The talented youth were very good and considering that the concert was far too long at two and a half hours, the time slipped by remarkably well, a tribute to their skills.  We were on in the second half and Mrs Tootlepedal arrived back from Edinburgh in plenty of time to join in.  As the concert raised £1000 for church funds, everyone agreed that it was a splendid affair.

One of the obliging gulls is the flying bird of the day.   It is not the sharpest bird picture I have ever taken but it was a very grey day.

gull

Published by tootlepedal

Cyclist, retired teacher, curmudgeon, keen amateur photographer.

40 thoughts on “Down

  1. My dear friend, we have never met, however I feel I should say while commiserating The further from whitehall? I believe we have much to thank the scots for? If indeed it wakes the political “elite” to the fact that they are there to represent the electorate NOT there party… Sorry just feel [possibly] as strongly as your goodself ……..As with Jonathan Livingstone Seagull Just BE ….I have to add in related? it shows as brotherly love? I concur

  2. I can’t understand why people would vote against their own independence but as an outsider I’m sure there is a lot that I’m missing.
    We’ve had an extended dry spell here too, but our river is nowhere near as low as yours.
    I’ve never heard of the Silent Velocettes. Water cooling on a 150cc bike seems unusual.

  3. Glad your day ended on a high note (groan). Here we were quite excited about he prospect of your independence and the ripples it could cause globally. Selfishly, we were particularly interested with regards to our national flag – you can get a tad over being mistaken for a bigger, louder, flashier neighbour on the strength of unimaginative vexillology. Thanks for including Mr Grumpy – he always brightens my day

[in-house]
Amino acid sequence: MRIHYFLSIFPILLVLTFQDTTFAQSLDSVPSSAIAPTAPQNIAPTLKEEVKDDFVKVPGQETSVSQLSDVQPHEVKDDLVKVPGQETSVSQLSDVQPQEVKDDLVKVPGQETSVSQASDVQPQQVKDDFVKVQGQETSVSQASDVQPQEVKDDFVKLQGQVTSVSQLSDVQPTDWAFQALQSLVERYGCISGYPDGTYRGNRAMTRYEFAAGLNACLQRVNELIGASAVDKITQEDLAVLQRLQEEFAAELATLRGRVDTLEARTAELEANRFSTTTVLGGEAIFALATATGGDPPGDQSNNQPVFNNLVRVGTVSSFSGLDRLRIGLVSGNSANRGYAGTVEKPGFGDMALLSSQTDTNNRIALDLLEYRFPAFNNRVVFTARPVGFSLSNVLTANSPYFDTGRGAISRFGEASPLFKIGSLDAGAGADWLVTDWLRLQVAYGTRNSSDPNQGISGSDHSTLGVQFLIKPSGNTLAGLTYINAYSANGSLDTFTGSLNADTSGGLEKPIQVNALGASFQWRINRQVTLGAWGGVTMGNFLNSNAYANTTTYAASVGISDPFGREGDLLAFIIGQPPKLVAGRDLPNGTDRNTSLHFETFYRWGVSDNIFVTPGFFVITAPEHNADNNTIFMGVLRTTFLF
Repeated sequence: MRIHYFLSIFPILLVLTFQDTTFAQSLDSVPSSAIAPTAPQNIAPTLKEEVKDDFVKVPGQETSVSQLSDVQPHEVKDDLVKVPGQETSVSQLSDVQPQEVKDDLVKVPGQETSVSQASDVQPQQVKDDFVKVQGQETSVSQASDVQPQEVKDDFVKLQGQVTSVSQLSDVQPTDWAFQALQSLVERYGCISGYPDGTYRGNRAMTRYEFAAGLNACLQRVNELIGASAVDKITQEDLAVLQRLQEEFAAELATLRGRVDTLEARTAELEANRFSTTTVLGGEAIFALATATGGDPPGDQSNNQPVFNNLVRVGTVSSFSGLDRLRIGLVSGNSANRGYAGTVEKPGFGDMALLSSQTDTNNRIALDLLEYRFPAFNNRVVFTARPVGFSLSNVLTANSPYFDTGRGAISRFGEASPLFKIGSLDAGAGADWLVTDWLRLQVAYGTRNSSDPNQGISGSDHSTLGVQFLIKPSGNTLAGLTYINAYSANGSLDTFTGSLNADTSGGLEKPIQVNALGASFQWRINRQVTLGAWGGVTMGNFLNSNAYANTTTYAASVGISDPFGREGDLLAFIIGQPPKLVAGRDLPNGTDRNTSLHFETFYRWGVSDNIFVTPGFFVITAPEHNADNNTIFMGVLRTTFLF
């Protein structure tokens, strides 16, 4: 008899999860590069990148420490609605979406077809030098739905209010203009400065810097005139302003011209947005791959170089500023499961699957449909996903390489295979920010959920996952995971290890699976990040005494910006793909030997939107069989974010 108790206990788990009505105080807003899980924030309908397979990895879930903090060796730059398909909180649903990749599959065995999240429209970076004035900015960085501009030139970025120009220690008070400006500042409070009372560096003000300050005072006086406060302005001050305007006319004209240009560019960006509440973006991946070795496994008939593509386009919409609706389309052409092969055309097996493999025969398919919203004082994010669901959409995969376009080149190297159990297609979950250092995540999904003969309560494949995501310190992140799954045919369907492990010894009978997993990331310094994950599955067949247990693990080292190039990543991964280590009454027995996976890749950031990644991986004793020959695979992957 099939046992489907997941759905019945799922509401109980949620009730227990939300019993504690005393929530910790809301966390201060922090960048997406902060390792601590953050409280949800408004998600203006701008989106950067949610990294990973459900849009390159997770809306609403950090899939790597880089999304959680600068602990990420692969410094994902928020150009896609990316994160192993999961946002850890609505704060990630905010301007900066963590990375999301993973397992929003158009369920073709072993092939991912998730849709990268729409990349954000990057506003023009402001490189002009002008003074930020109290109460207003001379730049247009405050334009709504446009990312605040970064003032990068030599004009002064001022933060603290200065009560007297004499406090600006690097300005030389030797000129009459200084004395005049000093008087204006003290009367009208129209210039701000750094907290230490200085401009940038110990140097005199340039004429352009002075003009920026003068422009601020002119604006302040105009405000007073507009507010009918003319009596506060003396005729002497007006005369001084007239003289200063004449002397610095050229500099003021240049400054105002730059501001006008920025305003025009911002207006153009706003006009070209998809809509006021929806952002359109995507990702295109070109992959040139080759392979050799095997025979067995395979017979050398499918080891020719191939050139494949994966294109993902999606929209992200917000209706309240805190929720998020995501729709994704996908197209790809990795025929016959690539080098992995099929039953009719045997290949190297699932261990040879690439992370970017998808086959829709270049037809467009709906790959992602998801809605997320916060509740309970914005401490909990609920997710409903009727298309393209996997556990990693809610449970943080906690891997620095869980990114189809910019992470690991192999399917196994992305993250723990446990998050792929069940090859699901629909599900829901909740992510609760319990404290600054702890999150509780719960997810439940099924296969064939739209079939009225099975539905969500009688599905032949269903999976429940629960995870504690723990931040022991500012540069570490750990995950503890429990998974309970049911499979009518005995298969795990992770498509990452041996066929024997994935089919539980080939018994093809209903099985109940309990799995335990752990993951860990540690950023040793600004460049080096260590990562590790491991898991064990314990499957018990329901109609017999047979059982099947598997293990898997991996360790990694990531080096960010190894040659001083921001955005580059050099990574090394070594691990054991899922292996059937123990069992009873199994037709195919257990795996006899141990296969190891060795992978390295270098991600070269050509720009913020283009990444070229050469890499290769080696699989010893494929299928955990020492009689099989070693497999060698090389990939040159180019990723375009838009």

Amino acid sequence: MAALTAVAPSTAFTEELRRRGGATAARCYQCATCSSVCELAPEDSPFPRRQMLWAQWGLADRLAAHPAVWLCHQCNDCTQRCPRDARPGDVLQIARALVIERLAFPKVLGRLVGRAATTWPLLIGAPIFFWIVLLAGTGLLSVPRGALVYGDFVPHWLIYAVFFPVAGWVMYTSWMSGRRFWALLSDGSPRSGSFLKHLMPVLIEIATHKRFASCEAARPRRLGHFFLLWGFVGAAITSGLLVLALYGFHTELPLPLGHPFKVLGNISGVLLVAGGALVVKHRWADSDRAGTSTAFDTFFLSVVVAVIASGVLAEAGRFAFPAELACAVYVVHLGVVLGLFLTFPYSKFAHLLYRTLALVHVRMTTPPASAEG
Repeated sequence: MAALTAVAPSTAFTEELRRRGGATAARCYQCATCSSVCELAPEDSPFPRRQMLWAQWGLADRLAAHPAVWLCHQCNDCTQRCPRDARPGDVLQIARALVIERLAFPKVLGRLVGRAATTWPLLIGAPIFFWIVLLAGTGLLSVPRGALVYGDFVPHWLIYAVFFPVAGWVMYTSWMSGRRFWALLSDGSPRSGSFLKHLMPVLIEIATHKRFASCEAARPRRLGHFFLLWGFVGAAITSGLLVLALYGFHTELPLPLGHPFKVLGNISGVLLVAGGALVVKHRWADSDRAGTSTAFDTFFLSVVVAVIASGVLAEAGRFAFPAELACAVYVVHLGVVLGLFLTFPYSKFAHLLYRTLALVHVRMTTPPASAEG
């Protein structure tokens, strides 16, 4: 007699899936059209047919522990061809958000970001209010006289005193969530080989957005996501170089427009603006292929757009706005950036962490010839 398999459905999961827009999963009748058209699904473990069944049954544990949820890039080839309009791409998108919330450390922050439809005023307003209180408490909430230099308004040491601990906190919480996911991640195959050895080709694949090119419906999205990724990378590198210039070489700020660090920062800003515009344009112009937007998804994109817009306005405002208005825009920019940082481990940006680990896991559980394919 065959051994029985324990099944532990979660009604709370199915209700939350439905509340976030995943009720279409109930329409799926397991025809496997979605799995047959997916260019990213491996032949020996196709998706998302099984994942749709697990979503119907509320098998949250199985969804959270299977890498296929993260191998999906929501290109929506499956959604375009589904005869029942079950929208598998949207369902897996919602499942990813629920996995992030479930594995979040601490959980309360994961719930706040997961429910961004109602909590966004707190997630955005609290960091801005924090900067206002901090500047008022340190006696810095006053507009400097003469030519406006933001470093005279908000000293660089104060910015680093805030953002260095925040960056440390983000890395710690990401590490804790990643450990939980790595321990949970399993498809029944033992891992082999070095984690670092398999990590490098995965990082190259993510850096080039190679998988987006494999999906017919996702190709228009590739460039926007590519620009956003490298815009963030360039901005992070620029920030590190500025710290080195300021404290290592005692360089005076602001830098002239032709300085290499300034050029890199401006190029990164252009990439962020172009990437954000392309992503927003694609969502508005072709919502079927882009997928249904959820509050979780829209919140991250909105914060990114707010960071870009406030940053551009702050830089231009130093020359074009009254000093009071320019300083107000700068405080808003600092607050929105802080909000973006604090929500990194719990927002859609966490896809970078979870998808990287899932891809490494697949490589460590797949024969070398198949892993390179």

4. Well, I’m afraid that without the media on your side to push all the people afraid of change to your way of thinking, the outcome of the vote was a given.

    But, you live in a beautiful area, your gardens would bring cheer to any one, as would your photos, and you have a great wife and family, all of which are far more important than the outcome of any vote.

    1. I never like to disagree with a commenter but this was a very important vote indeed, more important than my life by far but, as you say, I have many consolations today and I am thankful for all of them. I very much value the virtual friendships that I have made all over the world too during the last four years.

      1. We may have to agree to disagree on this one. I know that the vote was important, but no vote is more important than your life. Without the love and devotion to Scotland that you and other who feel the same as you have, then Scotland wouldn’t be a country to place so much importance on. You are Scotland, without you, the land may be beautiful, but it wouldn’t be Scotland.

      2. I am delighted by your interest in the topic seeing that Scotland is a small country and far away from you. You are a most thoughtful person.

  5. I am sorry for your sake that the vote went the way that it did but hopefully things will have had a bit of a shakeup and will not return to former thoughtlessness. Always a pleasure to have Mr. Grumpy’s view on life and glad the evening went well.

  6. Very sorry indeed that the vote was such a disappointment to you and Mrs Tootlepedal. Mr Grumpy’s look sums it up very well.
    The flying gull is a triumph of clarity even if it was a grey day.

  7. I’m sorry the vote didn’t go your way. It would have been interesting to see what happened if it had. I wouldn’t hold my breath expecting better treatment or promises kept from Whitehall though. They are not renowned for it and, if there was a vote for England to be independent from them, I’d be first at the polling station.

  8. Thought of you and Mrs. Tootlepedal on the day of the election and the next, yesterday, when we heard the results. How disappointing! I was staying at a chambres d’hote in Nice where my hostess was a Scottish expat. She was both angry and badly disappointed at the result.